Dr. David Whalen's New Book is Published
UND Aerospace professor pens new work on history of satellite communications
The new iPhone 6 is the latest buzz, jam packed with novel digital wizardry. You could say the genesis of this technology—imaginable but not doable 20 years ago—evolved from the beep-beep-beep of Sputnik.
That was the world’s first artificial satellite, launched Oct. 4, 1957, by the Soviet Union. That launch triggered the “Space Race” and the telecommunications revolution that included COMSAT, a government-sponsored but privately owned communications system that opened the universe beyond landline telephones.
University of North Dakota Space Studies faculty member David Whalen, who spent many years in the satellite and communications industries, has just published the second of three volumes on the history of satellite communications.
Whalen’s new book is titled The Rise and Fall of COMSAT: Technology, Business, and Government in Satellite Communications, and is published by Palgrave Macmillan, London.
“COMSAT was created by Congress when it passed the Communications Satellite Act of 1962, and it was incorporated as a publicly traded company in 1963,” said Whalen, who in his book acknowledges the intellectual debt owed by the satellite industry to Arthur C. Clarke, a British author and science fiction writer, whose book, 2001: A Space Odyssey, was translated into the movie. In the mid-1940s Clarke predicted a network of communications satellites and envisioned the system to support that network.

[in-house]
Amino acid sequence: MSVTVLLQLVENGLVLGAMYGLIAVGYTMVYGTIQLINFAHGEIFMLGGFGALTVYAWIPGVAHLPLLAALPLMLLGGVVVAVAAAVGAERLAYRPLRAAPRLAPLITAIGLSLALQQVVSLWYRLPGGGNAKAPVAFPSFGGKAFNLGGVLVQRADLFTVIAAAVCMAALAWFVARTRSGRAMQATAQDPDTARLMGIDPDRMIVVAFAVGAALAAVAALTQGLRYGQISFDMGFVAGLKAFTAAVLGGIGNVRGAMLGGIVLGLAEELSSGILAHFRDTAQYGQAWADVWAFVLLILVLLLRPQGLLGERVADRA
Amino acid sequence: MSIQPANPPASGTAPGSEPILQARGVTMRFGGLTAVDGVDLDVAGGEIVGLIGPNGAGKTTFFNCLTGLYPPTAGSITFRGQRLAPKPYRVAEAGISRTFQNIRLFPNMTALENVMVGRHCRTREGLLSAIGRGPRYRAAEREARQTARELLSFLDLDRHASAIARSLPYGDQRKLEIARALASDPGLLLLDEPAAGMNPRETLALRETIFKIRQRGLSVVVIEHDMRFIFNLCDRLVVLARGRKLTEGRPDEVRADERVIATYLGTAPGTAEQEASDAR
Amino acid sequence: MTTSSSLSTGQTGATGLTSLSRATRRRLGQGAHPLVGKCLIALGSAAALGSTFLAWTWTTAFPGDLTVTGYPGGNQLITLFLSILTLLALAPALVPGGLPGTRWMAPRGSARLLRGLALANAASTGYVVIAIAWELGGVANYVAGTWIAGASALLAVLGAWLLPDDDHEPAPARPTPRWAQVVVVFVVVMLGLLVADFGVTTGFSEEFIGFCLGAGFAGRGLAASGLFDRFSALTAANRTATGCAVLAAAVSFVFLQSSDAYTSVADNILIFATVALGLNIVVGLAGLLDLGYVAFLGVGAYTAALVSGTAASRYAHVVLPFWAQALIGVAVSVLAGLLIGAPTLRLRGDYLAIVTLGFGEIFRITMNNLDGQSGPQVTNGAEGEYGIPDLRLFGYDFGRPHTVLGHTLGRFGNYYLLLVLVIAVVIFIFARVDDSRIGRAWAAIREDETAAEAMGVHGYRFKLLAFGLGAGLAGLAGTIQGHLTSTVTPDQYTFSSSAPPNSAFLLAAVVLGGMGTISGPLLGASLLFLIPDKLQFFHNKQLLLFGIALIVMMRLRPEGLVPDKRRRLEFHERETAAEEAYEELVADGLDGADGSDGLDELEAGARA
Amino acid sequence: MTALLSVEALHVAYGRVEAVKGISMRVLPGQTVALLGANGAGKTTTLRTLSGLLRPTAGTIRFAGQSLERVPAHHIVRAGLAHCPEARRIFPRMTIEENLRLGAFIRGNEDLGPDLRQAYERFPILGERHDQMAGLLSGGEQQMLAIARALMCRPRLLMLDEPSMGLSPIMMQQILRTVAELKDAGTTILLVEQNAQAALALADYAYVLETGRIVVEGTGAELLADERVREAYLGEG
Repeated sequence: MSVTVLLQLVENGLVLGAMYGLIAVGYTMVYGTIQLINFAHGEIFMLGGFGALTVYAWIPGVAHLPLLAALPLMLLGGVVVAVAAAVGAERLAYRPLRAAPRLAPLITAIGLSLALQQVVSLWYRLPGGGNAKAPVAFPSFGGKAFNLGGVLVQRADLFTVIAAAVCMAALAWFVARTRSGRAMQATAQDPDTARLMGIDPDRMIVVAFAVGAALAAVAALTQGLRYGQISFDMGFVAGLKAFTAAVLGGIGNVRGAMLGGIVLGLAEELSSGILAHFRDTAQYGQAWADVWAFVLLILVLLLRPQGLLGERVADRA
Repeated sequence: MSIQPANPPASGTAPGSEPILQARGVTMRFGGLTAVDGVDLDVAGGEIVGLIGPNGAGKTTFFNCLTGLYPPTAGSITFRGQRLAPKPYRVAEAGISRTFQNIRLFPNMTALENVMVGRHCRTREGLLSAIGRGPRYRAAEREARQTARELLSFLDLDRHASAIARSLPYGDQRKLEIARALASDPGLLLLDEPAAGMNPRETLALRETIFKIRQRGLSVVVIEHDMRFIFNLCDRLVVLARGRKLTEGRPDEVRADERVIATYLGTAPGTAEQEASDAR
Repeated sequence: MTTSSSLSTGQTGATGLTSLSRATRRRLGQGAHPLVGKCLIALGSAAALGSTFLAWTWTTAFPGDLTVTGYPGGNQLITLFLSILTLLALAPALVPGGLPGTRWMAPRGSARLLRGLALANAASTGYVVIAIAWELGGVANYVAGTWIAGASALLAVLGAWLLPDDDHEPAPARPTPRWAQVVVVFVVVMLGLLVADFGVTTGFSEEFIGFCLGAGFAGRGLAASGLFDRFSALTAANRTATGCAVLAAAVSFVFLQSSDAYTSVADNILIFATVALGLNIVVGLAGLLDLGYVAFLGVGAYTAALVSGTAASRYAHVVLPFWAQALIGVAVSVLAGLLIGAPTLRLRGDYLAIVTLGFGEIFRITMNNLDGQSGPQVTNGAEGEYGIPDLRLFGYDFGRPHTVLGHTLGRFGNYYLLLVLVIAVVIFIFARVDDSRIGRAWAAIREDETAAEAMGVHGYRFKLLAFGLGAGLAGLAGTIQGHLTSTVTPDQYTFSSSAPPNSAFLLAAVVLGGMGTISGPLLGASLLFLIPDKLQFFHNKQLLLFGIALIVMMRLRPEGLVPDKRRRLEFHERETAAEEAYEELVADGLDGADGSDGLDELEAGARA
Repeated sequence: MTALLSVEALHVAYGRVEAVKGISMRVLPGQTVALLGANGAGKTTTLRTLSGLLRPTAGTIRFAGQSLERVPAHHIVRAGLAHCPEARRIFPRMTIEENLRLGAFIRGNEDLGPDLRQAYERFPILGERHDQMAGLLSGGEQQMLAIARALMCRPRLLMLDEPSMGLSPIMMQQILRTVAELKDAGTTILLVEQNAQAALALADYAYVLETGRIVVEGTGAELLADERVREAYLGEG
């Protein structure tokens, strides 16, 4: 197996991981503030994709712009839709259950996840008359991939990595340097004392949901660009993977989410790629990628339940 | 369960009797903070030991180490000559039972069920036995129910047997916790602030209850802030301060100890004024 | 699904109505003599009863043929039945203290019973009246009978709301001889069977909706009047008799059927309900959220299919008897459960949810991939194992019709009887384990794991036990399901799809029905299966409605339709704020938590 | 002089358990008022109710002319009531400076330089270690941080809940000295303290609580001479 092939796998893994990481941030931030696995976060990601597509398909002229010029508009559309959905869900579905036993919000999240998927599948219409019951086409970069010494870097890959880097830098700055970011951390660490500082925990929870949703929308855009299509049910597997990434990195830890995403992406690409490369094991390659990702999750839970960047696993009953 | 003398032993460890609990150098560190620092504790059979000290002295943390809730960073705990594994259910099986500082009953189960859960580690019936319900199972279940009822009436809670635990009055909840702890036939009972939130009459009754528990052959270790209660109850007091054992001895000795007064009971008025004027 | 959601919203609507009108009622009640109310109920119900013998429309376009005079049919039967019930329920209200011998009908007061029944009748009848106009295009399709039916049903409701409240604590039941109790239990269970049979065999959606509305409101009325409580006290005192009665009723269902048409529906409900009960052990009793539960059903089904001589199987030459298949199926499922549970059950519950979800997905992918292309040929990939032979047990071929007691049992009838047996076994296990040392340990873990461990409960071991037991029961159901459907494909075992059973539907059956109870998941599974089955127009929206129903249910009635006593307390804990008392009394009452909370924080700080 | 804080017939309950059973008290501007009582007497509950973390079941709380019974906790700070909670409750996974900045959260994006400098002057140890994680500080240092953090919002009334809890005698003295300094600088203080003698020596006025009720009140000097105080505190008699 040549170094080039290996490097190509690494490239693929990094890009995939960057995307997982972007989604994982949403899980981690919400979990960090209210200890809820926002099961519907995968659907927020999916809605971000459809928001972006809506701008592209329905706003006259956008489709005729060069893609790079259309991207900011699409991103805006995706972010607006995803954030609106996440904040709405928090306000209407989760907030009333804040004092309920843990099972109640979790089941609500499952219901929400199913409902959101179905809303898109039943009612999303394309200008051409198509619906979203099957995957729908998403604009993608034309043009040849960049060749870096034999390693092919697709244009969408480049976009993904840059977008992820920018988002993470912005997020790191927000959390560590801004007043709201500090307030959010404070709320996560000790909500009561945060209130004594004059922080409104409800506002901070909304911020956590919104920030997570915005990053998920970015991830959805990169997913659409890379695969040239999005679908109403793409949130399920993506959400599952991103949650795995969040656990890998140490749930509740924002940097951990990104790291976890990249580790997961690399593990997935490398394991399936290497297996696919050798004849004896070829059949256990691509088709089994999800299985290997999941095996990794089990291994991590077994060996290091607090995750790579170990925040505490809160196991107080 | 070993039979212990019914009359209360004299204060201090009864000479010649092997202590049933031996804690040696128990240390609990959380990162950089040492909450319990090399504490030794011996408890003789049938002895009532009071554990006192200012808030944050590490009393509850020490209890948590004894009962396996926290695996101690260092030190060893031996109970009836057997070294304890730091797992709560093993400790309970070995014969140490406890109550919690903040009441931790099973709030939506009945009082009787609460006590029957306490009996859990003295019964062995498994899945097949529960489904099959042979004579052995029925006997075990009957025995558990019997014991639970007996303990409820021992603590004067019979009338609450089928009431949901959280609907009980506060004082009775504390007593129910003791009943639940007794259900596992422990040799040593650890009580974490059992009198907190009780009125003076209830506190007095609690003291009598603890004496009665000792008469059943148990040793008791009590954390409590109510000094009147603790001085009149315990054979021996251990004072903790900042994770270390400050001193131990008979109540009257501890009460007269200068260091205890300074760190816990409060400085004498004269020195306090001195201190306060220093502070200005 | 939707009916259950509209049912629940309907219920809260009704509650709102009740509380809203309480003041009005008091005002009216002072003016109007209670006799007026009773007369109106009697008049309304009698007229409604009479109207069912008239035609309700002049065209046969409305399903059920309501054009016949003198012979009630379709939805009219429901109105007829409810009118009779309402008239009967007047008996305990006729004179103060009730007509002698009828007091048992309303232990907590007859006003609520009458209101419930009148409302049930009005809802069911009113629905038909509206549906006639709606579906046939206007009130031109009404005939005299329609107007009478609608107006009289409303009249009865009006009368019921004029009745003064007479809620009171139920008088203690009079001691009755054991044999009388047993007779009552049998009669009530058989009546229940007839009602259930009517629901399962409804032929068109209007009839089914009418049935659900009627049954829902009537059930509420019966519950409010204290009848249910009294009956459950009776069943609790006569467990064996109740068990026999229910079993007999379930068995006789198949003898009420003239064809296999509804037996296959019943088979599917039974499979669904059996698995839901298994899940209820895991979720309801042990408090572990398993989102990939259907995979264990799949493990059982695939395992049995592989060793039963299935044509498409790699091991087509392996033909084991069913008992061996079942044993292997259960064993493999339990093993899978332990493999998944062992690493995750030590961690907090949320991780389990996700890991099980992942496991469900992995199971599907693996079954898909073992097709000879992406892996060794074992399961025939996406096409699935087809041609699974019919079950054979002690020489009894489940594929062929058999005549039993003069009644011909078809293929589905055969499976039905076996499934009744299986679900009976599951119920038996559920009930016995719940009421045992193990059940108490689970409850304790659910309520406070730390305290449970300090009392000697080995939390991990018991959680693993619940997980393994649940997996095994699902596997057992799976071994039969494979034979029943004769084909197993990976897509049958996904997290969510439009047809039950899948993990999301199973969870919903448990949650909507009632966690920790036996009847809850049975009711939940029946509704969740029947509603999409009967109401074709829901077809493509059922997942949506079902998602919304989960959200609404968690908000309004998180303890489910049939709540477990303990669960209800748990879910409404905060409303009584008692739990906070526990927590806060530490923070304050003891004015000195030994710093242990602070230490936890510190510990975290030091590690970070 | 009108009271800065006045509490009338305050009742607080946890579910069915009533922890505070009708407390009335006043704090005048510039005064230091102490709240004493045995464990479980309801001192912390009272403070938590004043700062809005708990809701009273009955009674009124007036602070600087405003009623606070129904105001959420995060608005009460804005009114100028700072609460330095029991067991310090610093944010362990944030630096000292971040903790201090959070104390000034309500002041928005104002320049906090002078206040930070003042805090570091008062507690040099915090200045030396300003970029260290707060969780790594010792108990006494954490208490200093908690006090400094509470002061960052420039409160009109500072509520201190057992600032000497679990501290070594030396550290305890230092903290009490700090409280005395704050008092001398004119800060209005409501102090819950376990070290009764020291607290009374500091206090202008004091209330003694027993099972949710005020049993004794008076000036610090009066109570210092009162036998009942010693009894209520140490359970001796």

“COMSAT was a technological Camelot,” said Whalen.
Whalen’s history of COMSAT has all the makings of a prime-time television soap opera, complete with foreign intrigue, financial shenanigans, and plenty of heroes, villains and working folks.
Whalen has more than 30 years of experience as an engineering manager in the satellite communications business, working for RCA, Lockheed and Ford Aerospace, among others. His original expertise was in flight dynamics, but his experience evolved into mission management and executive management—and he lived through some of the corporate soap opera he writes about in his most recent book.
Whalen contributes articles and presentations on satellite communications and other current topics of interest, including: export control, militarization of space, launch vehicles, and applications satellites.
Today, the global satellite communications industry produces $100 billion annually. COMSAT—now out of business—was an integral mover in the origins of this industry. Whalen explores the factors which contributed to this rise and fall of COMSAT.